Mitt Romney's decision to pick a horse in the New Jersey Republican gubernatorial primary likely accomplishes two things: it boosts former U.S. Attorney Christopher Christie's standing among conservatives, and it strengthens Romney's chances of picking up organizational and fundraising support in New Jersey if he seeks the 2012 GOP nomination for President.
Christie leads former Bogota Mayor Steven Lonegan, who has been the de facto leader of the conservative wing of the New Jersey GOP for the last six years, by 23 percentage points, according to a poll released last week by Quinnipiac University. Christie has appealed to conservative Republican primary voters through endorsements from other conservatives, including U.S. Rep. Christopher Smith (R-Hamilton), whose seal of approval among pro-life voters is important.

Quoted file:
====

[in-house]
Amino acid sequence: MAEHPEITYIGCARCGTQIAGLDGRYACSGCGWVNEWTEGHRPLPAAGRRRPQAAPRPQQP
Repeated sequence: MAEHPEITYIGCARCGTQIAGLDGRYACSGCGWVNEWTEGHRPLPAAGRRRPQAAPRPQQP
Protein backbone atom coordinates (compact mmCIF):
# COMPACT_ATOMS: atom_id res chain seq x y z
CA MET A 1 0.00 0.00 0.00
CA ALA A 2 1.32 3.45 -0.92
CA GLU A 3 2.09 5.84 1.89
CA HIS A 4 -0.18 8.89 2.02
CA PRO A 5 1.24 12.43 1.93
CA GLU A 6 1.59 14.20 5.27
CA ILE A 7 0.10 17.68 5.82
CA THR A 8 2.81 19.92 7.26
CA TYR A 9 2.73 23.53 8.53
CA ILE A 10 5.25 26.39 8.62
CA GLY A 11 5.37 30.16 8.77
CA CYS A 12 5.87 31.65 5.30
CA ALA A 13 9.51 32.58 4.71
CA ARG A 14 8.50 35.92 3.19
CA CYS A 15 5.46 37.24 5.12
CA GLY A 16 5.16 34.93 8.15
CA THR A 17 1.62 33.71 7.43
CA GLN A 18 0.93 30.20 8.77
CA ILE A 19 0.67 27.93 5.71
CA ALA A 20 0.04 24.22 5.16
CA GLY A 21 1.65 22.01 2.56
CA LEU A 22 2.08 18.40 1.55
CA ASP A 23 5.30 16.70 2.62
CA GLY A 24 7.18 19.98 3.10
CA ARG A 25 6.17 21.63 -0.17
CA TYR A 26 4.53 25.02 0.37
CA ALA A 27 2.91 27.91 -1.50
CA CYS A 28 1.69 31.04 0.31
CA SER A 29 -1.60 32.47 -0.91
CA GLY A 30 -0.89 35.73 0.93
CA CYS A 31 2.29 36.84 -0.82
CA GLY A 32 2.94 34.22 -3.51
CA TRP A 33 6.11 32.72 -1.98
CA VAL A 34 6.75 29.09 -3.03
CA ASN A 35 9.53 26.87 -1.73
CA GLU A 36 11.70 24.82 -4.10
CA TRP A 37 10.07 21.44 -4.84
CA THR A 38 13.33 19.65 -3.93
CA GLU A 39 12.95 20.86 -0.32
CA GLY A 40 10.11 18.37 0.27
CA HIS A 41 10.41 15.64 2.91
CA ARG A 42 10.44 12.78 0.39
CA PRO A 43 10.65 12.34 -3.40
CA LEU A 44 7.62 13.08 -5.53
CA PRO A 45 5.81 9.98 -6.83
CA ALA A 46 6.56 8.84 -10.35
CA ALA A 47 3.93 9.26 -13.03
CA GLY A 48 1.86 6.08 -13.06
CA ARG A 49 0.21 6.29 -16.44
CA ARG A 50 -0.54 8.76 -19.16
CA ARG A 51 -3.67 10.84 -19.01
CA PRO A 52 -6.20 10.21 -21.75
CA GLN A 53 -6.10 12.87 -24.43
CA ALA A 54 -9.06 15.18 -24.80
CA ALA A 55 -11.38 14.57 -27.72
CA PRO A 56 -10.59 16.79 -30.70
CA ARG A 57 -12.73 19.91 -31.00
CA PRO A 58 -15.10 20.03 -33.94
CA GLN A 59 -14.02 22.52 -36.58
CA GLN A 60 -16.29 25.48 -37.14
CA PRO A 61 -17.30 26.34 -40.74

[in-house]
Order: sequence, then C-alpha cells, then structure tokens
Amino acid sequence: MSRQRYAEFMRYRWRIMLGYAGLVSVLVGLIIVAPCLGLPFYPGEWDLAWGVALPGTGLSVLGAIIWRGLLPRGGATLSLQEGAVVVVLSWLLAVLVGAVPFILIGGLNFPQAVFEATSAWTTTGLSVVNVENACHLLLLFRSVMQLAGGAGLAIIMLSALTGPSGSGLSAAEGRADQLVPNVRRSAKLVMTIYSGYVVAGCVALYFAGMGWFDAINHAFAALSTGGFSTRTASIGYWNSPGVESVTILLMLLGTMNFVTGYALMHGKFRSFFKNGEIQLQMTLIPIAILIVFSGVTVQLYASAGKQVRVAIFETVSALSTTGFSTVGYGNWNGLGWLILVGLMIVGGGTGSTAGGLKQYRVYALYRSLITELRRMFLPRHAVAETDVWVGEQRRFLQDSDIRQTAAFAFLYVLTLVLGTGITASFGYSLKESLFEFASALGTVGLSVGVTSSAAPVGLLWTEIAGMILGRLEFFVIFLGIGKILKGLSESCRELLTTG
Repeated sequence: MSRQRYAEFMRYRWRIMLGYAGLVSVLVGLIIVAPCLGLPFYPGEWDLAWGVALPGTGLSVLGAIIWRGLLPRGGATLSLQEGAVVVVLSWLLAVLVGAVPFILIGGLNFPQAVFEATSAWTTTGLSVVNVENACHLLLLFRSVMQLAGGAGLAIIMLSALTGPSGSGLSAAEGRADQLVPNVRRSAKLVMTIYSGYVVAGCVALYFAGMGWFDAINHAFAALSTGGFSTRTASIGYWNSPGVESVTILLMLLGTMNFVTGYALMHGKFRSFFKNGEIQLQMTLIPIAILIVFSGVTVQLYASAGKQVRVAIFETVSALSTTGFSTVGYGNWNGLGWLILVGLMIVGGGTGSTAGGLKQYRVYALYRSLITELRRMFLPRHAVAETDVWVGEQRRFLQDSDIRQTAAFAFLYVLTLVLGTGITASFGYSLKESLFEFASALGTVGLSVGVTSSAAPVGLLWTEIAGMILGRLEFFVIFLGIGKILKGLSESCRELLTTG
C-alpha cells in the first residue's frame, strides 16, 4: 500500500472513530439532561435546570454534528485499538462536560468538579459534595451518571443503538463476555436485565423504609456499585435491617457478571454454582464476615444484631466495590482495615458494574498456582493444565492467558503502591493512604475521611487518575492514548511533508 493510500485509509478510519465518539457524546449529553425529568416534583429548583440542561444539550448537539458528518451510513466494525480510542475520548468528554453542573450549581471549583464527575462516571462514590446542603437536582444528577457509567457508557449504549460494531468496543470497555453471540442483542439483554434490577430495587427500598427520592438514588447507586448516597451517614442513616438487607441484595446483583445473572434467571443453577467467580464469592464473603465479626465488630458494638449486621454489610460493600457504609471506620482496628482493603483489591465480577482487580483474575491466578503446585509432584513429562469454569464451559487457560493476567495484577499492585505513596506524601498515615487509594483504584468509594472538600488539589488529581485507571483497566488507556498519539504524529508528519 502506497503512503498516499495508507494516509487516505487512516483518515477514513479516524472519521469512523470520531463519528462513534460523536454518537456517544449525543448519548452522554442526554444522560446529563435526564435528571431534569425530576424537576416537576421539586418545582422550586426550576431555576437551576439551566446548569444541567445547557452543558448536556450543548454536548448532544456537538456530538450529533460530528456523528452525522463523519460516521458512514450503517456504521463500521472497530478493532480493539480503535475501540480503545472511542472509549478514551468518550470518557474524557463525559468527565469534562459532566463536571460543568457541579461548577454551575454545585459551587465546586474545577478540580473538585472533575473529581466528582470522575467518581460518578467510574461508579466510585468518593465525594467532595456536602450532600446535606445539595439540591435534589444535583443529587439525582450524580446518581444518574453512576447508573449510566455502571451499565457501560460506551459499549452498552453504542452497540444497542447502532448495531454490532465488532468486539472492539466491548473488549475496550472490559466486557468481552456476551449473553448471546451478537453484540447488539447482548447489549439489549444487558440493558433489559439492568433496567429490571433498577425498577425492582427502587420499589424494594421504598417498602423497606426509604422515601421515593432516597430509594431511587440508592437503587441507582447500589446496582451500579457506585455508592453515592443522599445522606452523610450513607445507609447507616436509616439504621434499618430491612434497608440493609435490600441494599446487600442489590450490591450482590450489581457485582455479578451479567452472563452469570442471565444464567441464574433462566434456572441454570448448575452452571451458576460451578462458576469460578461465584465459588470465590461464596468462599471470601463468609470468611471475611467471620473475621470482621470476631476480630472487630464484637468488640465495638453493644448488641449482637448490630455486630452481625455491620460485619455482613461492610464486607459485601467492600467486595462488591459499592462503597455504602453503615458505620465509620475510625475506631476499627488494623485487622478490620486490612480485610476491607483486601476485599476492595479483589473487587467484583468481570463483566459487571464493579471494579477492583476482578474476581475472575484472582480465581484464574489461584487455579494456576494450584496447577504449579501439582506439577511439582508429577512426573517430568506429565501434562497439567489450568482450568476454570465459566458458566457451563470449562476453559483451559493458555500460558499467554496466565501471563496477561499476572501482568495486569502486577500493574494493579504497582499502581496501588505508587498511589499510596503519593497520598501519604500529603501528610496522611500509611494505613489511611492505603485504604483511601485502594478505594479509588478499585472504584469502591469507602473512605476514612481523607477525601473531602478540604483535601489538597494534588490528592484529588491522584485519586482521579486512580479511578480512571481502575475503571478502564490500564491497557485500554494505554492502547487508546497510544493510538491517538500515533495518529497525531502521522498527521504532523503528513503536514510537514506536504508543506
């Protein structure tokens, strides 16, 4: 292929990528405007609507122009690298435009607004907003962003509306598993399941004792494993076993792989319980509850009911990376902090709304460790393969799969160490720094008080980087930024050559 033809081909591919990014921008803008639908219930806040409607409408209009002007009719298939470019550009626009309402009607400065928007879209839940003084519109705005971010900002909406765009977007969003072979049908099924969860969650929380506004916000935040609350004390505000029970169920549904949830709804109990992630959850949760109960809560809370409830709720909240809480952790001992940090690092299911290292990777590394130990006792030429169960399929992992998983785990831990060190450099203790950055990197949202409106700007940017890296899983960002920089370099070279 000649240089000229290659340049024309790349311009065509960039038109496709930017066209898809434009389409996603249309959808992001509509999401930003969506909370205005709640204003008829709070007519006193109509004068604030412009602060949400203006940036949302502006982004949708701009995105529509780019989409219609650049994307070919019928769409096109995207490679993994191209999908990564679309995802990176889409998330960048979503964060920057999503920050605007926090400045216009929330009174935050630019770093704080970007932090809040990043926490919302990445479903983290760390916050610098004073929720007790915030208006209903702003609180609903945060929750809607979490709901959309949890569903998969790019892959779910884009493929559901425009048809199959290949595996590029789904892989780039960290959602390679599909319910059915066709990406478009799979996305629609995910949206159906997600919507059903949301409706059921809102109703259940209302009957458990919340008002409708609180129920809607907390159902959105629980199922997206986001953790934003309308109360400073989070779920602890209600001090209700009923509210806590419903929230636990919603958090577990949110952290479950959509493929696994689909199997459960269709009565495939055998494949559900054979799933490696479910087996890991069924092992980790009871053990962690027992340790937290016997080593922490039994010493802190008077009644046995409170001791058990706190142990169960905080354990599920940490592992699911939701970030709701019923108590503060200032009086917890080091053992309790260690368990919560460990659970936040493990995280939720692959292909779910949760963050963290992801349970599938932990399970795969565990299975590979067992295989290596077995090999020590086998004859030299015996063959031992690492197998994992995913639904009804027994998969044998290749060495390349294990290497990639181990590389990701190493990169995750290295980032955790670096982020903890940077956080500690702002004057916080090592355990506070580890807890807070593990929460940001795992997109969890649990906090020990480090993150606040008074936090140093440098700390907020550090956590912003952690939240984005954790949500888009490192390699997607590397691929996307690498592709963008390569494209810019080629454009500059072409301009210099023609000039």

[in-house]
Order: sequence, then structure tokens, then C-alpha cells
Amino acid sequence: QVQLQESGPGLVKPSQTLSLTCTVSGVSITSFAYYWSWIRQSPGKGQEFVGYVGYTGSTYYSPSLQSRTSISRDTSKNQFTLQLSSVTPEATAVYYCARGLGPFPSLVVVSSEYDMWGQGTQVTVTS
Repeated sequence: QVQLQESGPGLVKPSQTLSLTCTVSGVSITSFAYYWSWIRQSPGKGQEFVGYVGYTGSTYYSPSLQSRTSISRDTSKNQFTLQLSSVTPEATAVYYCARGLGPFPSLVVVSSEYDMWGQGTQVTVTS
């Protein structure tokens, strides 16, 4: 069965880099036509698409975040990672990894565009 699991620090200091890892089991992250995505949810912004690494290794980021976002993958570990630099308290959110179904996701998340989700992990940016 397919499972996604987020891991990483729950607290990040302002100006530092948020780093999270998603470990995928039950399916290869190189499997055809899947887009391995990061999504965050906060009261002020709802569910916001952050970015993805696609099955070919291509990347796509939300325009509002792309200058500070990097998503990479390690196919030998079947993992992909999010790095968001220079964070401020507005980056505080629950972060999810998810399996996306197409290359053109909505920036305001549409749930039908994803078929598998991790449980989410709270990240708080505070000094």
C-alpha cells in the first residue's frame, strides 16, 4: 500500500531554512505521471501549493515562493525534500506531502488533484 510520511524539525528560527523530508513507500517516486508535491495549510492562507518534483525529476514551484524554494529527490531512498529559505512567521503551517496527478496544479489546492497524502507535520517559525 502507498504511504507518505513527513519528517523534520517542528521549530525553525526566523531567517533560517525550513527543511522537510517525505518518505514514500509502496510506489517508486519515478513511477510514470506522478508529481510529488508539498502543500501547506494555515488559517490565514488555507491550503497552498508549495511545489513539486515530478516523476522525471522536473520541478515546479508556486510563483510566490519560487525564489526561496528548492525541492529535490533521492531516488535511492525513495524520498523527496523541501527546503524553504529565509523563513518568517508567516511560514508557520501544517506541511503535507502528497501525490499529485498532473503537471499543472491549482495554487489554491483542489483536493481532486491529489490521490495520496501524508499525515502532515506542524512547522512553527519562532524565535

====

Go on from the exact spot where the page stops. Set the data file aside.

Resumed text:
In 2008, John McCain carried New Jersey's winner-take-all primary, defeating Romney 55%-28%. Rudy Giuliani, a strong Christie supporter, had dominated the early New Jersey endorsement game; after his withdrawal, most of his support went to McCain.
Unless the Legislature changes the law, New Jersey is still looking at an early 2012 Republican presidential primary. And the state continues to provide a wealth of early campaign contributions in national elections.